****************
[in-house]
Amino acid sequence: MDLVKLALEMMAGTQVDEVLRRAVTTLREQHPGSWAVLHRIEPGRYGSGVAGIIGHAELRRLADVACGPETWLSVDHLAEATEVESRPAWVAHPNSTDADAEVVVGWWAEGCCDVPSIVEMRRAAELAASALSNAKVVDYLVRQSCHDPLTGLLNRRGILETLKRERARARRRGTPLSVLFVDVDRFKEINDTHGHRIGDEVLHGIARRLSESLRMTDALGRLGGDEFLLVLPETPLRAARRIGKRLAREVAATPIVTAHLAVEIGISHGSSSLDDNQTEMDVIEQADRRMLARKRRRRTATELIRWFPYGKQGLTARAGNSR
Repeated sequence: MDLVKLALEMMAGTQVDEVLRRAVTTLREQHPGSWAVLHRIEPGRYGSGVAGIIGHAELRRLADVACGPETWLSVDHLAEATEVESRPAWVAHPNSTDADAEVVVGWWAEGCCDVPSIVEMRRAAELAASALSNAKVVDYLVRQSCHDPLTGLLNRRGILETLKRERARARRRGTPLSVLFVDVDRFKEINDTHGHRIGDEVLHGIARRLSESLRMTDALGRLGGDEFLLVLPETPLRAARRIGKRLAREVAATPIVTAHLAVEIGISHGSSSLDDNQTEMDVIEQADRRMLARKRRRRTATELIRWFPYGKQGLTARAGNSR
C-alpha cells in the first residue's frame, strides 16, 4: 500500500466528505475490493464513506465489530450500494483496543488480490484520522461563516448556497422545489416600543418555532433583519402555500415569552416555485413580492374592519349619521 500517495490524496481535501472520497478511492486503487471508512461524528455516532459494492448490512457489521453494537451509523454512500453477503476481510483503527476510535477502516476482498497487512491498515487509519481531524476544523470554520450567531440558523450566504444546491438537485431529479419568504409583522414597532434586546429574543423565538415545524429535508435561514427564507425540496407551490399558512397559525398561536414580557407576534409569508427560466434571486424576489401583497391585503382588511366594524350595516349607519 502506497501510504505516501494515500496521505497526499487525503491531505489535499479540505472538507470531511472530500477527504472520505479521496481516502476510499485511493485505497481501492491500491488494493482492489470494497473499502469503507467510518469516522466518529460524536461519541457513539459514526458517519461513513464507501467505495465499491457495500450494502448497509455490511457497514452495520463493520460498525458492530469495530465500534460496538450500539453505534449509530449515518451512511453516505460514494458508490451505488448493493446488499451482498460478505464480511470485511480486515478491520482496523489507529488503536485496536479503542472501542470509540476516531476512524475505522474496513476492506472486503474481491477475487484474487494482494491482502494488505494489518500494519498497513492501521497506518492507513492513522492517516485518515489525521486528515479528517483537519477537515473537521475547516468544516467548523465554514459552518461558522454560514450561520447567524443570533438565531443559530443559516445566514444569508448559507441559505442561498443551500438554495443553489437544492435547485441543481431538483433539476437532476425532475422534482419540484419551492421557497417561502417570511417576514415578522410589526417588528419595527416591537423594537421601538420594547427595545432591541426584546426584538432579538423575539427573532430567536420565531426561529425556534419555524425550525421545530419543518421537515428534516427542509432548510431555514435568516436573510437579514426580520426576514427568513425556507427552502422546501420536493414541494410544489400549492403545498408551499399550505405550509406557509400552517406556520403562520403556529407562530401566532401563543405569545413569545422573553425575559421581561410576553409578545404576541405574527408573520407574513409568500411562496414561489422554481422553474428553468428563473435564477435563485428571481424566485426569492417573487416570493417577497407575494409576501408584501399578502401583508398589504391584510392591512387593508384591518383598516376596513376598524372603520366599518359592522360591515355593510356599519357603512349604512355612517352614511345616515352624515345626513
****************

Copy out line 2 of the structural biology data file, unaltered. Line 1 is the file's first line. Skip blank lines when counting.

Amino acid sequence: MDLVKLALEMMAGTQVDEVLRRAVTTLREQHPGSWAVLHRIEPGRYGSGVAGIIGHAELRRLADVACGPETWLSVDHLAEATEVESRPAWVAHPNSTDADAEVVVGWWAEGCCDVPSIVEMRRAAELAASALSNAKVVDYLVRQSCHDPLTGLLNRRGILETLKRERARARRRGTPLSVLFVDVDRFKEINDTHGHRIGDEVLHGIARRLSESLRMTDALGRLGGDEFLLVLPETPLRAARRIGKRLAREVAATPIVTAHLAVEIGISHGSSSLDDNQTEMDVIEQADRRMLARKRRRRTATELIRWFPYGKQGLTARAGNSR